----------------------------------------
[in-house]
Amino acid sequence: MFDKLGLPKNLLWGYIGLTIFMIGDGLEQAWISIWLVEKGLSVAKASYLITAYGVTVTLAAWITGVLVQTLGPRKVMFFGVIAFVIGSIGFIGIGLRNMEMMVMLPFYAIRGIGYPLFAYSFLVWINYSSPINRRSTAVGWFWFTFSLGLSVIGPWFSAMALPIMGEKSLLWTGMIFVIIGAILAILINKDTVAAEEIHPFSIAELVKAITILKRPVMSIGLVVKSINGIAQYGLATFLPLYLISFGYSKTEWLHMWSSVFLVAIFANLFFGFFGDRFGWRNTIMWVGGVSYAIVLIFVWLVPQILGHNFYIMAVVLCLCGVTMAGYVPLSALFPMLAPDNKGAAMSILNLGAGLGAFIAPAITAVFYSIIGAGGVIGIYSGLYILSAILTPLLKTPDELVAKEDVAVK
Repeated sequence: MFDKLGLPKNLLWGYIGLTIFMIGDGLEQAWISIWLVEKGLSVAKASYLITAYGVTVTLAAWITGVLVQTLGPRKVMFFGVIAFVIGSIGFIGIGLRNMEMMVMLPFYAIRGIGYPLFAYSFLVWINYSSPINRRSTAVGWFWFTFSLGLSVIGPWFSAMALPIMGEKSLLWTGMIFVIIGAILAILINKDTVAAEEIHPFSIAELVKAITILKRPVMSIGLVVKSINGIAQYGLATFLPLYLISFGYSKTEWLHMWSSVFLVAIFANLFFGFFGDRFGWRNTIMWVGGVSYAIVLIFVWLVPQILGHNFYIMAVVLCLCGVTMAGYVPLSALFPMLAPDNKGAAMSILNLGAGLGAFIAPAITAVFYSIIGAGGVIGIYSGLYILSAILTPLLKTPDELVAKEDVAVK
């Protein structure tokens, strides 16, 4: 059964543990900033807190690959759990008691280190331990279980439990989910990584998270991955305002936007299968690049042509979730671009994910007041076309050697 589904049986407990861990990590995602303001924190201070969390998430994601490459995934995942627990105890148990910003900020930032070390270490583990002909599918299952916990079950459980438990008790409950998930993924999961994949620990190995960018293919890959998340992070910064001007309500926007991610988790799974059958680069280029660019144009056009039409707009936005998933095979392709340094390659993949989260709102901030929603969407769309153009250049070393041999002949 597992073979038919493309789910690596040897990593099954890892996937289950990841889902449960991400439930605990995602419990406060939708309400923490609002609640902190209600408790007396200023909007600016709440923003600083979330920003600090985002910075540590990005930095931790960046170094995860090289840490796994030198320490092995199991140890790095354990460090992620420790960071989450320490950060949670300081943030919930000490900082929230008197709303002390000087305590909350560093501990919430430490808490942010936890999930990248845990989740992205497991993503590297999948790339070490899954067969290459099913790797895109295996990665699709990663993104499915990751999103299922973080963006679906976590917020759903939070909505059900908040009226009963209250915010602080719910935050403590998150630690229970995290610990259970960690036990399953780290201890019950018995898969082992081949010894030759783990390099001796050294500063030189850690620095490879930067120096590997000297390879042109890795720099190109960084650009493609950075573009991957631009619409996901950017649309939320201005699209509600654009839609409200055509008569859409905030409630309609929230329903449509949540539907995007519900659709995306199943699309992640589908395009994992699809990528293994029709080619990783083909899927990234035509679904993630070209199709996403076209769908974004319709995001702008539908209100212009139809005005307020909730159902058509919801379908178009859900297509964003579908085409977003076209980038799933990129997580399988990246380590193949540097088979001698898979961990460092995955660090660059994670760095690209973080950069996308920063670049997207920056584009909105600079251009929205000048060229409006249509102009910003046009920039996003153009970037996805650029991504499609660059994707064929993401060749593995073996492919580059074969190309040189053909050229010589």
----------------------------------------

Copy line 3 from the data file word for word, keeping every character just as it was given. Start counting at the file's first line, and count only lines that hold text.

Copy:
Repeated sequence: MFDKLGLPKNLLWGYIGLTIFMIGDGLEQAWISIWLVEKGLSVAKASYLITAYGVTVTLAAWITGVLVQTLGPRKVMFFGVIAFVIGSIGFIGIGLRNMEMMVMLPFYAIRGIGYPLFAYSFLVWINYSSPINRRSTAVGWFWFTFSLGLSVIGPWFSAMALPIMGEKSLLWTGMIFVIIGAILAILINKDTVAAEEIHPFSIAELVKAITILKRPVMSIGLVVKSINGIAQYGLATFLPLYLISFGYSKTEWLHMWSSVFLVAIFANLFFGFFGDRFGWRNTIMWVGGVSYAIVLIFVWLVPQILGHNFYIMAVVLCLCGVTMAGYVPLSALFPMLAPDNKGAAMSILNLGAGLGAFIAPAITAVFYSIIGAGGVIGIYSGLYILSAILTPLLKTPDELVAKEDVAVK